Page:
The enigmatic leader of the second-most populous country in the world is likely to face hordes of admirers at Ricoh Coliseum on his stop Wednesday in Toronto.

Edgar Faleiro, an Indian Catholic, said that his feelings for Modi are mixed because he has seen the country become increasingly divided along religious lines under his leadership.

“He’s done well on the economic front,” Faleiro said.

“If he can stand and protect every community, that would be great.”

Modi is beloved by many, having earned a reputation for being a self-made man who began his career not in the lap of luxury, but as a tea seller.

“Every common man can relate to him,” said Pranit Patil, a supporter on the way to the Ricoh Coliseum where Modi will address an estimated crowd of 8,000 this evening.

“He’s a very honest fellow,” added Chandrakant Patil, who is also from Modi’s home province of Gujarat.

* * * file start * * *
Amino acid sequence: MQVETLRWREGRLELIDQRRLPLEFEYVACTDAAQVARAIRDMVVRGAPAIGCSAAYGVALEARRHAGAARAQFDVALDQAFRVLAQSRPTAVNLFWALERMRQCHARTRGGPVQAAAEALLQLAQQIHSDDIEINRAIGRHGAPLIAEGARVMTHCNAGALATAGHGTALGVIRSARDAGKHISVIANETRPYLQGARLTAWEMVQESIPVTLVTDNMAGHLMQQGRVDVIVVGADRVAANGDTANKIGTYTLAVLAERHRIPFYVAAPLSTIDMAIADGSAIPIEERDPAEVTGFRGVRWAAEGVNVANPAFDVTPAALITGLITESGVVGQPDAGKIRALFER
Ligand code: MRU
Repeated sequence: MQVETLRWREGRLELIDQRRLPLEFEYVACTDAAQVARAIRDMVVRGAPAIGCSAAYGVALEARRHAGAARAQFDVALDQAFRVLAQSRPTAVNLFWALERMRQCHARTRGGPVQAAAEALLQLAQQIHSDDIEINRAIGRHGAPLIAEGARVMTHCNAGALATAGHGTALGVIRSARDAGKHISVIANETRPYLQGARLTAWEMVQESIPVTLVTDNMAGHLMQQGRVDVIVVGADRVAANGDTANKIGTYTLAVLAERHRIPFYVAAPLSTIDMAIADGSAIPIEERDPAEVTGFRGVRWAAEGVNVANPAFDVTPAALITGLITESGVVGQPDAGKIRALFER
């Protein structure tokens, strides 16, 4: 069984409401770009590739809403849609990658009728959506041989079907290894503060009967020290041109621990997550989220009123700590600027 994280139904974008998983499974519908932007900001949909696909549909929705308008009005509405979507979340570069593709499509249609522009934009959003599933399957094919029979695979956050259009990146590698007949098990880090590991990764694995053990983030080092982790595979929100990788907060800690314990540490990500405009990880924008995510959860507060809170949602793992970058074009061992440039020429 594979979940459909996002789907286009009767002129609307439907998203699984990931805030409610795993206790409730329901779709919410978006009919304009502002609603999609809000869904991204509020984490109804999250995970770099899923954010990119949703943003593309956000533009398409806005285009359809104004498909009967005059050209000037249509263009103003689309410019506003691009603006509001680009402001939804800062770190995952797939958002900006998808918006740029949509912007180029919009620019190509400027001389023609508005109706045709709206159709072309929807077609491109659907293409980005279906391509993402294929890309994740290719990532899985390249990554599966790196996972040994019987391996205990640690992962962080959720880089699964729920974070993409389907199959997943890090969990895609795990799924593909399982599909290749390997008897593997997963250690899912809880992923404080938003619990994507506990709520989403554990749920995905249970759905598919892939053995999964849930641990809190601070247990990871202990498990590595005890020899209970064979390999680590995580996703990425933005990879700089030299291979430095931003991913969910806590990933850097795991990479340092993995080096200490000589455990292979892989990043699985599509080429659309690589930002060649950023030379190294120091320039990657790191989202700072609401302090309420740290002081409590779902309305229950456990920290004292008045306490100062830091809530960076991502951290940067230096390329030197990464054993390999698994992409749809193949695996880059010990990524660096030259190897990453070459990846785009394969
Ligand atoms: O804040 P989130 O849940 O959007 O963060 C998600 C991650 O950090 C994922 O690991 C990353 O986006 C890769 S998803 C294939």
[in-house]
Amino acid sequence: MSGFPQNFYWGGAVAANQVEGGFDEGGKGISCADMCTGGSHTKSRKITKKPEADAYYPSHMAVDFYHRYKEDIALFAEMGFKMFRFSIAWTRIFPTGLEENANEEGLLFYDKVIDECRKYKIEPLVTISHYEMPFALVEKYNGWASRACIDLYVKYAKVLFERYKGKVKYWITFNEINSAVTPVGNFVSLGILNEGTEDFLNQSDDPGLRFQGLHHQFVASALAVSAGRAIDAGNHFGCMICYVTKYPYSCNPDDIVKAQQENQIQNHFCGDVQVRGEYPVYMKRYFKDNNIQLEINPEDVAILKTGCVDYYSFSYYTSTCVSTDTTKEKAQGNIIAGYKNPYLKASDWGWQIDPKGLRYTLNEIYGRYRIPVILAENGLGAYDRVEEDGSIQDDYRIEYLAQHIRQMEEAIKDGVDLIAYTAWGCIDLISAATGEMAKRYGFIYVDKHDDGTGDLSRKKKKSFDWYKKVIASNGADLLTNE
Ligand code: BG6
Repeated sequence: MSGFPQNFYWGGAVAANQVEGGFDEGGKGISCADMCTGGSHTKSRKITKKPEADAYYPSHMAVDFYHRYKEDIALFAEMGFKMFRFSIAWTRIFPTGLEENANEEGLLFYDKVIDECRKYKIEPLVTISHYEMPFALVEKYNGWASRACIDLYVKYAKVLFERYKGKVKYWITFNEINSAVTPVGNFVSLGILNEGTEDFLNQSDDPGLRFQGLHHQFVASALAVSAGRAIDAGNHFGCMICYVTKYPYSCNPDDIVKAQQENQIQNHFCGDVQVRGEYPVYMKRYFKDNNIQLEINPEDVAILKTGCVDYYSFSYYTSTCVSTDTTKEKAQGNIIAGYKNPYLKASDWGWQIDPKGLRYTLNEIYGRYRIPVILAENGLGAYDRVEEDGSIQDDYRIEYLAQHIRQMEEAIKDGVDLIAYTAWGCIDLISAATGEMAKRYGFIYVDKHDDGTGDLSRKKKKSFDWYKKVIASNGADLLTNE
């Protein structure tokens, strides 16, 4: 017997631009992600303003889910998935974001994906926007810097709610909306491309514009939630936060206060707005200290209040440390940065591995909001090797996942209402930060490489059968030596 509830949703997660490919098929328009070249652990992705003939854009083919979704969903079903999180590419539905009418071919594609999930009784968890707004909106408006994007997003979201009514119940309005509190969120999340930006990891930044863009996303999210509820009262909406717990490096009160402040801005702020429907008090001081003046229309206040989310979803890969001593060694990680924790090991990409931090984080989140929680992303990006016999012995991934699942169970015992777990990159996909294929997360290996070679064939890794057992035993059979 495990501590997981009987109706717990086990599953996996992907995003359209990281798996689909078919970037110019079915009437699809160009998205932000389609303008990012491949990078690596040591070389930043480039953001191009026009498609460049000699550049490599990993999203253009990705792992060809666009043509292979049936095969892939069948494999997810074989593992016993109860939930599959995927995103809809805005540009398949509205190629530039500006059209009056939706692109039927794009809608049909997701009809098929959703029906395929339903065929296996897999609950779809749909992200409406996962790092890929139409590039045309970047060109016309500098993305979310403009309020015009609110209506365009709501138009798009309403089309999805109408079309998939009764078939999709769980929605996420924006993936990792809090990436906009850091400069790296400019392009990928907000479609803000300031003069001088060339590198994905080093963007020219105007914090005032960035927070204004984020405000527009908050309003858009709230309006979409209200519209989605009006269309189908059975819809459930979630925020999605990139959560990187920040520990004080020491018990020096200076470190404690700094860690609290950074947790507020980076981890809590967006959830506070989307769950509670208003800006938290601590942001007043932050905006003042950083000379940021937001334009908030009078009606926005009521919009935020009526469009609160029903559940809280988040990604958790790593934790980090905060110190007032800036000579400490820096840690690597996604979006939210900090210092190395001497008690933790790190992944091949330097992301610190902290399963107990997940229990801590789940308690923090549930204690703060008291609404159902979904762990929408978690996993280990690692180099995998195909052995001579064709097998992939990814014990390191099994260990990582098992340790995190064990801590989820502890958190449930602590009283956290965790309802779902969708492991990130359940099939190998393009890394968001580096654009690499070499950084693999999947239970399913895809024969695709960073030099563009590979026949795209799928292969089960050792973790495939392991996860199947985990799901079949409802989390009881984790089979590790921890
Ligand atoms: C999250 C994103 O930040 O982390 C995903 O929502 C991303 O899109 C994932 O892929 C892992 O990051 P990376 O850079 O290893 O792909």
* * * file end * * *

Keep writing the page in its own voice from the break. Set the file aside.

Modi’s visit is also expected to draw protestors, including Joyce Almeida who make the trek to Ricoh Coliseum.

“It’s not a protest so much as highlighting a concern. We Christians in India are a minority and we’re not being protected,” said Almeida, who moved here from Maharashtra, India five years ago.

Modi is a member of a Hindu nationalist party, accused in the past of aiding the killing of 1,000 Indian Muslims in communal riots in 2002 while he was chief minister of Gujarat. Modi has always denied involvement in the violence, and India’s Supreme Court has said there was no case to bring against him, but he was banned entry to Canada and the U.S. for 12 years as a suspected human rights abuser.

An organization called Sikhs for Justice has filed a complaint with the Attorney General of Canada requesting criminal proceedings against Modi.

With files from Star staff